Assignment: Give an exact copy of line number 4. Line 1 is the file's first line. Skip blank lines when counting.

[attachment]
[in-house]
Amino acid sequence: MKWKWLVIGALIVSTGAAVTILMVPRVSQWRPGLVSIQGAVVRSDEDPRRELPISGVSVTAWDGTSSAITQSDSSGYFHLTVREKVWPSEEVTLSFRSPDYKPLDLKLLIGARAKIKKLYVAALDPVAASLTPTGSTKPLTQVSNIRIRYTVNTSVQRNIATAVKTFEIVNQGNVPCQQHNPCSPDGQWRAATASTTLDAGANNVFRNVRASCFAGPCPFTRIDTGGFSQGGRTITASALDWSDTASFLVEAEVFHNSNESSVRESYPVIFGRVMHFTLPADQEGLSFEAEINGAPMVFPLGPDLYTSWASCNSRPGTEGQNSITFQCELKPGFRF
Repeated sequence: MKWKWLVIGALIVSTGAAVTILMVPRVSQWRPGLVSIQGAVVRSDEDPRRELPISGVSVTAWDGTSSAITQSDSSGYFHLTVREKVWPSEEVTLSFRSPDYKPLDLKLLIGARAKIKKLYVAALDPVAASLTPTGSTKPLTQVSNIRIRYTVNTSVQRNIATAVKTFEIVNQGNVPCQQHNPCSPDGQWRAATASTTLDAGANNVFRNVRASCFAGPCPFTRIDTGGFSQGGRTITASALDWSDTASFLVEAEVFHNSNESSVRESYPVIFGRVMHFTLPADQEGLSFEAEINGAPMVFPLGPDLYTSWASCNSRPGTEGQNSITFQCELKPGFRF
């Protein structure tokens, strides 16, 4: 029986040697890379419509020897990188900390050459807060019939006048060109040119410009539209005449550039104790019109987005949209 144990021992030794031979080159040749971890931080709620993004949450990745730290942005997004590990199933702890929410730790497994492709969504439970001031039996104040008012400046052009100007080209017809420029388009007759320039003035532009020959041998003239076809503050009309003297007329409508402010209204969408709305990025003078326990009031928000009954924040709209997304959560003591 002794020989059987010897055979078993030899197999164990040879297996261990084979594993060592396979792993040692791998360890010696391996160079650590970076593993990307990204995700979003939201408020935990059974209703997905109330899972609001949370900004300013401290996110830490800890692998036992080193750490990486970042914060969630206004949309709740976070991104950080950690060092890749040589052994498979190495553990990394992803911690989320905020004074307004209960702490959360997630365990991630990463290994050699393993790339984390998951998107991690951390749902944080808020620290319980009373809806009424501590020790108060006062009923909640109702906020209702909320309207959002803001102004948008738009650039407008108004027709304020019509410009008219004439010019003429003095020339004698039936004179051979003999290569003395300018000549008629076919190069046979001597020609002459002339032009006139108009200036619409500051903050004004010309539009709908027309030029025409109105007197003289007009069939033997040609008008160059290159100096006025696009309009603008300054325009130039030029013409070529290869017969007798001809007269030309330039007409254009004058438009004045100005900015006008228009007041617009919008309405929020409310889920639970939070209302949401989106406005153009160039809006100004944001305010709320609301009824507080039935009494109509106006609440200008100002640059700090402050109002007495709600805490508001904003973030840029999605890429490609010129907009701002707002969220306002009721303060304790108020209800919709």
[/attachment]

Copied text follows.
């Protein structure tokens, strides 16, 4: 029986040697890379419509020897990188900390050459807060019939006048060109040119410009539209005449550039104790019109987005949209 144990021992030794031979080159040749971890931080709620993004949450990745730290942005997004590990199933702890929410730790497994492709969504439970001031039996104040008012400046052009100007080209017809420029388009007759320039003035532009020959041998003239076809503050009309003297007329409508402010209204969408709305990025003078326990009031928000009954924040709209997304959560003591 002794020989059987010897055979078993030899197999164990040879297996261990084979594993060592396979792993040692791998360890010696391996160079650590970076593993990307990204995700979003939201408020935990059974209703997905109330899972609001949370900004300013401290996110830490800890692998036992080193750490990486970042914060969630206004949309709740976070991104950080950690060092890749040589052994498979190495553990990394992803911690989320905020004074307004209960702490959360997630365990991630990463290994050699393993790339984390998951998107991690951390749902944080808020620290319980009373809806009424501590020790108060006062009923909640109702906020209702909320309207959002803001102004948008738009650039407008108004027709304020019509410009008219004439010019003429003095020339004698039936004179051979003999290569003395300018000549008629076919190069046979001597020609002459002339032009006139108009200036619409500051903050004004010309539009709908027309030029025409109105007197003289007009069939033997040609008008160059290159100096006025696009309009603008300054325009130039030029013409070529290869017969007798001809007269030309330039007409254009004058438009004045100005900015006008228009007041617009919008309405929020409310889920639970939070209302949401989106406005153009160039809006100004944001305010709320609301009824507080039935009494109509106006609440200008100002640059700090402050109002007495709600805490508001904003973030840029999605890429490609010129907009701002707002969220306002009721303060304790108020209800919709």